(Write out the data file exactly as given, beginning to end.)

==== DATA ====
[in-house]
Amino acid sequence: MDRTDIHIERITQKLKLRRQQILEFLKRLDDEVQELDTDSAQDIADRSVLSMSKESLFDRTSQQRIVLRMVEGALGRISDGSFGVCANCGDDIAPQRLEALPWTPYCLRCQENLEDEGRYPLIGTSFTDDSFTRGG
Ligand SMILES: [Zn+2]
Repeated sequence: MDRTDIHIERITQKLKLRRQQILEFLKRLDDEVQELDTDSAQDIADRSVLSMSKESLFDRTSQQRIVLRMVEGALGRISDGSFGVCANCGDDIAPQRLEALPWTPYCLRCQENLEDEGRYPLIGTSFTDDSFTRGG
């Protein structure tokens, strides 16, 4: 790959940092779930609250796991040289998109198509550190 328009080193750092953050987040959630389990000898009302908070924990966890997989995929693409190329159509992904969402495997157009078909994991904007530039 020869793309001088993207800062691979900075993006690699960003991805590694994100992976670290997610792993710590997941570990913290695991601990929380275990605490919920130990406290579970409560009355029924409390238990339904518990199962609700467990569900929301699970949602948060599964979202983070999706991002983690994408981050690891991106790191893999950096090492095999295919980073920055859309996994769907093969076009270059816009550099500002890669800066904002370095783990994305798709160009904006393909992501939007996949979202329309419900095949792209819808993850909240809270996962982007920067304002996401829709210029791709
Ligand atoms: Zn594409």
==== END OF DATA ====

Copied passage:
[in-house]
Amino acid sequence: MDRTDIHIERITQKLKLRRQQILEFLKRLDDEVQELDTDSAQDIADRSVLSMSKESLFDRTSQQRIVLRMVEGALGRISDGSFGVCANCGDDIAPQRLEALPWTPYCLRCQENLEDEGRYPLIGTSFTDDSFTRGG
Ligand SMILES: [Zn+2]
Repeated sequence: MDRTDIHIERITQKLKLRRQQILEFLKRLDDEVQELDTDSAQDIADRSVLSMSKESLFDRTSQQRIVLRMVEGALGRISDGSFGVCANCGDDIAPQRLEALPWTPYCLRCQENLEDEGRYPLIGTSFTDDSFTRGG
């Protein structure tokens, strides 16, 4: 790959940092779930609250796991040289998109198509550190 328009080193750092953050987040959630389990000898009302908070924990966890997989995929693409190329159509992904969402495997157009078909994991904007530039 020869793309001088993207800062691979900075993006690699960003991805590694994100992976670290997610792993710590997941570990913290695991601990929380275990605490919920130990406290579970409560009355029924409390238990339904518990199962609700467990569900929301699970949602948060599964979202983070999706991002983690994408981050690891991106790191893999950096090492095999295919980073920055859309996994769907093969076009270059816009550099500002890669800066904002370095783990994305798709160009904006393909992501939007996949979202329309419900095949792209819808993850909240809270996962982007920067304002996401829709210029791709
Ligand atoms: Zn594409």